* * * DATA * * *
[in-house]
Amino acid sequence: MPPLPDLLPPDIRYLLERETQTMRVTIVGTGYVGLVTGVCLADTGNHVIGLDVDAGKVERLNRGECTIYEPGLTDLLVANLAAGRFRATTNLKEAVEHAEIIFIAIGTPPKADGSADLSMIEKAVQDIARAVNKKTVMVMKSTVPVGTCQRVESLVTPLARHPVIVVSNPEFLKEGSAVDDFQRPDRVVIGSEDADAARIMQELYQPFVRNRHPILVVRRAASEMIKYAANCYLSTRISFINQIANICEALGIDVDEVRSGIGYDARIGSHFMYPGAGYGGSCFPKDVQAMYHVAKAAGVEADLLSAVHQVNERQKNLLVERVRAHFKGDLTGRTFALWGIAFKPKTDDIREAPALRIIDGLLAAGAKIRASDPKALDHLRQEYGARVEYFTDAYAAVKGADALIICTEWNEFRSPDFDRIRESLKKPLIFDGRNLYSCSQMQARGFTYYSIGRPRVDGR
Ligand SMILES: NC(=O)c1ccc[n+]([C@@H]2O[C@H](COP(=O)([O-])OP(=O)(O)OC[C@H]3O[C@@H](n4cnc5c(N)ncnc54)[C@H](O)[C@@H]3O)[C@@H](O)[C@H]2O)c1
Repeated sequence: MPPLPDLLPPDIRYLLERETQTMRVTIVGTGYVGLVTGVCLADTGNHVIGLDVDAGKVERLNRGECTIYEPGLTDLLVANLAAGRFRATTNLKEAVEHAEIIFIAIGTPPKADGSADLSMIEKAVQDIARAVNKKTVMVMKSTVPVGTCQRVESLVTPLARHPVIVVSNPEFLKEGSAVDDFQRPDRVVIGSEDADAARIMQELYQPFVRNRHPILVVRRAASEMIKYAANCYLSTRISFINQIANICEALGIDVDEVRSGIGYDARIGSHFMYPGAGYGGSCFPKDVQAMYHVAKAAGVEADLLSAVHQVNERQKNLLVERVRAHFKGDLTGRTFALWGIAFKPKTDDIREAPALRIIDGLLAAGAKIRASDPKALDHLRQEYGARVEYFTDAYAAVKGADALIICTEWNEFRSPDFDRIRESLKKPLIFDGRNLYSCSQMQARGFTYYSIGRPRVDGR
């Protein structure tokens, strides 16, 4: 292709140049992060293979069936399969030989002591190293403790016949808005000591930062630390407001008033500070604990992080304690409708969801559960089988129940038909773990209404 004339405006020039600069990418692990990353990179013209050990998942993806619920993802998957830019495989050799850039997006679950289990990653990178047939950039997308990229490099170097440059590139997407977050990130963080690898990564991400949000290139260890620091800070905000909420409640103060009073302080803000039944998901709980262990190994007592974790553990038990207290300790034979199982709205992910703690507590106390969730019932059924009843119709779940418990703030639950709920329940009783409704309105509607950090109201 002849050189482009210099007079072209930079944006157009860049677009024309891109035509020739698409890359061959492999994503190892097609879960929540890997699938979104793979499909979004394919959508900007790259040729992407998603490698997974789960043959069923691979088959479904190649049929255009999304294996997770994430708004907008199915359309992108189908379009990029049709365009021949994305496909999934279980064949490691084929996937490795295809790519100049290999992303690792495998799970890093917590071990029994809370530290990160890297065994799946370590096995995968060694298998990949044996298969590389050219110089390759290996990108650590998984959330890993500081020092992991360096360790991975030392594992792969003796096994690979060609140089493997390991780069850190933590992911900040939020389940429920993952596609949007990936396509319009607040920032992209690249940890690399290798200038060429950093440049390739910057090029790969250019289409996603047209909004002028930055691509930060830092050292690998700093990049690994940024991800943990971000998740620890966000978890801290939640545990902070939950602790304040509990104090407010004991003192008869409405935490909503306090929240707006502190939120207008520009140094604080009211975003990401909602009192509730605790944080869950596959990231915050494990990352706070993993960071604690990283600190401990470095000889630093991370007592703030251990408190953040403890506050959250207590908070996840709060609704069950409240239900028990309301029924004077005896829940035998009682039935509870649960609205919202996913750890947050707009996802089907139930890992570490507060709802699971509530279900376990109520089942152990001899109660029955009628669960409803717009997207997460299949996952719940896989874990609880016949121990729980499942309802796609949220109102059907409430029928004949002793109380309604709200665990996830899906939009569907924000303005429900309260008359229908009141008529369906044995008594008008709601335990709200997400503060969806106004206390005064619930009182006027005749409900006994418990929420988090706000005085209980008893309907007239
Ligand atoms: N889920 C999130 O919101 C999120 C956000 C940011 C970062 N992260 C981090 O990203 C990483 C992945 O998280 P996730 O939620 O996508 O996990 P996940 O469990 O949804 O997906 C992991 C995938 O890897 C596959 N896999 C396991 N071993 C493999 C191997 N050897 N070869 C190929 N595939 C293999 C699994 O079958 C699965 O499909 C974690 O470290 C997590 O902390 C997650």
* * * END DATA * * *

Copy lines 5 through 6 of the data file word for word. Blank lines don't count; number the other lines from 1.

């Protein structure tokens, strides 16, 4: 292709140049992060293979069936399969030989002591190293403790016949808005000591930062630390407001008033500070604990992080304690409708969801559960089988129940038909773990209404 004339405006020039600069990418692990990353990179013209050990998942993806619920993802998957830019495989050799850039997006679950289990990653990178047939950039997308990229490099170097440059590139997407977050990130963080690898990564991400949000290139260890620091800070905000909420409640103060009073302080803000039944998901709980262990190994007592974790553990038990207290300790034979199982709205992910703690507590106390969730019932059924009843119709779940418990703030639950709920329940009783409704309105509607950090109201 002849050189482009210099007079072209930079944006157009860049677009024309891109035509020739698409890359061959492999994503190892097609879960929540890997699938979104793979499909979004394919959508900007790259040729992407998603490698997974789960043959069923691979088959479904190649049929255009999304294996997770994430708004907008199915359309992108189908379009990029049709365009021949994305496909999934279980064949490691084929996937490795295809790519100049290999992303690792495998799970890093917590071990029994809370530290990160890297065994799946370590096995995968060694298998990949044996298969590389050219110089390759290996990108650590998984959330890993500081020092992991360096360790991975030392594992792969003796096994690979060609140089493997390991780069850190933590992911900040939020389940429920993952596609949007990936396509319009607040920032992209690249940890690399290798200038060429950093440049390739910057090029790969250019289409996603047209909004002028930055691509930060830092050292690998700093990049690994940024991800943990971000998740620890966000978890801290939640545990902070939950602790304040509990104090407010004991003192008869409405935490909503306090929240707006502190939120207008520009140094604080009211975003990401909602009192509730605790944080869950596959990231915050494990990352706070993993960071604690990283600190401990470095000889630093991370007592703030251990408190953040403890506050959250207590908070996840709060609704069950409240239900028990309301029924004077005896829940035998009682039935509870649960609205919202996913750890947050707009996802089907139930890992570490507060709802699971509530279900376990109520089942152990001899109660029955009628669960409803717009997207997460299949996952719940896989874990609880016949121990729980499942309802796609949220109102059907409430029928004949002793109380309604709200665990996830899906939009569907924000303005429900309260008359229908009141008529369906044995008594008008709601335990709200997400503060969806106004206390005064619930009182006027005749409900006994418990929420988090706000005085209980008893309907007239
Ligand atoms: N889920 C999130 O919101 C999120 C956000 C940011 C970062 N992260 C981090 O990203 C990483 C992945 O998280 P996730 O939620 O996508 O996990 P996940 O469990 O949804 O997906 C992991 C995938 O890897 C596959 N896999 C396991 N071993 C493999 C191997 N050897 N070869 C190929 N595939 C293999 C699994 O079958 C699965 O499909 C974690 O470290 C997590 O902390 C997650």